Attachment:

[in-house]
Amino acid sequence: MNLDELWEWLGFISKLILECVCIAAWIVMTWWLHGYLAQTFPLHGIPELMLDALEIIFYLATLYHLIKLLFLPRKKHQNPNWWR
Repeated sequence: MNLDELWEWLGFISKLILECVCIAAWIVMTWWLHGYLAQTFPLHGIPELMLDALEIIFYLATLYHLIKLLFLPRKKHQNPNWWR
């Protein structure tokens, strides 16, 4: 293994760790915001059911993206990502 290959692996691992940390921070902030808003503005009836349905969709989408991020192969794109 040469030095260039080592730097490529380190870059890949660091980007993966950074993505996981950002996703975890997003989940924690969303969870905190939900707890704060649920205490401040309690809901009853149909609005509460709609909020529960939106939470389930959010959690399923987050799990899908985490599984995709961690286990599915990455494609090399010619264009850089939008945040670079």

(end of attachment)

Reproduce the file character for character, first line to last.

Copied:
[in-house]
Amino acid sequence: MNLDELWEWLGFISKLILECVCIAAWIVMTWWLHGYLAQTFPLHGIPELMLDALEIIFYLATLYHLIKLLFLPRKKHQNPNWWR
Repeated sequence: MNLDELWEWLGFISKLILECVCIAAWIVMTWWLHGYLAQTFPLHGIPELMLDALEIIFYLATLYHLIKLLFLPRKKHQNPNWWR
């Protein structure tokens, strides 16, 4: 293994760790915001059911993206990502 290959692996691992940390921070902030808003503005009836349905969709989408991020192969794109 040469030095260039080592730097490529380190870059890949660091980007993966950074993505996981950002996703975890997003989940924690969303969870905190939900707890704060649920205490401040309690809901009853149909609005509460709609909020529960939106939470389930959010959690399923987050799990899908985490599984995709961690286990599915990455494609090399010619264009850089939008945040670079």